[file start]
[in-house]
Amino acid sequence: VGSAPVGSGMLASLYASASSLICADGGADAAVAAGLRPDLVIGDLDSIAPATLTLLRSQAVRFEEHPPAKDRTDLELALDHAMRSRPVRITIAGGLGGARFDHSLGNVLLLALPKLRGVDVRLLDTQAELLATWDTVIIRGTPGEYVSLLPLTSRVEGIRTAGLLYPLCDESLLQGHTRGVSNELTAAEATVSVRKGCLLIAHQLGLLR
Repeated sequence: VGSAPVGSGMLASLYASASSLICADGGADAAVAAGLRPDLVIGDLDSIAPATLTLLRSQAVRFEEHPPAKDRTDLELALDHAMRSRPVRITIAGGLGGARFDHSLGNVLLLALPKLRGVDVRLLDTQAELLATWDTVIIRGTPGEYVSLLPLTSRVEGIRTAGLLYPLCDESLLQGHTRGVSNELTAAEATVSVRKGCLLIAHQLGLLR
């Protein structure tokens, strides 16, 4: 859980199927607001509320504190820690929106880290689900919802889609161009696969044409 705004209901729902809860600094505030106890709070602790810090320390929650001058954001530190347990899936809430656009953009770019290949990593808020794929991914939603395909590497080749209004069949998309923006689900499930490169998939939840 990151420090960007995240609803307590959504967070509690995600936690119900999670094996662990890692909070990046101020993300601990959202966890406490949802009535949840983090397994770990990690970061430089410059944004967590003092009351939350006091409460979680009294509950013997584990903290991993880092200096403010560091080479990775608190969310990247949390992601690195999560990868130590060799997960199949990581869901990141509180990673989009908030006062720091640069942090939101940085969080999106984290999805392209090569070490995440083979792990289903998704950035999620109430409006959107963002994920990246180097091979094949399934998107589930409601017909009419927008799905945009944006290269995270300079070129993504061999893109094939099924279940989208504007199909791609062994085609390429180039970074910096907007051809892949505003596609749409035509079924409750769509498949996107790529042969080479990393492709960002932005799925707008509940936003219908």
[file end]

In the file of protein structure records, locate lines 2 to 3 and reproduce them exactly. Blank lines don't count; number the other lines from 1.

Amino acid sequence: VGSAPVGSGMLASLYASASSLICADGGADAAVAAGLRPDLVIGDLDSIAPATLTLLRSQAVRFEEHPPAKDRTDLELALDHAMRSRPVRITIAGGLGGARFDHSLGNVLLLALPKLRGVDVRLLDTQAELLATWDTVIIRGTPGEYVSLLPLTSRVEGIRTAGLLYPLCDESLLQGHTRGVSNELTAAEATVSVRKGCLLIAHQLGLLR
Repeated sequence: VGSAPVGSGMLASLYASASSLICADGGADAAVAAGLRPDLVIGDLDSIAPATLTLLRSQAVRFEEHPPAKDRTDLELALDHAMRSRPVRITIAGGLGGARFDHSLGNVLLLALPKLRGVDVRLLDTQAELLATWDTVIIRGTPGEYVSLLPLTSRVEGIRTAGLLYPLCDESLLQGHTRGVSNELTAAEATVSVRKGCLLIAHQLGLLR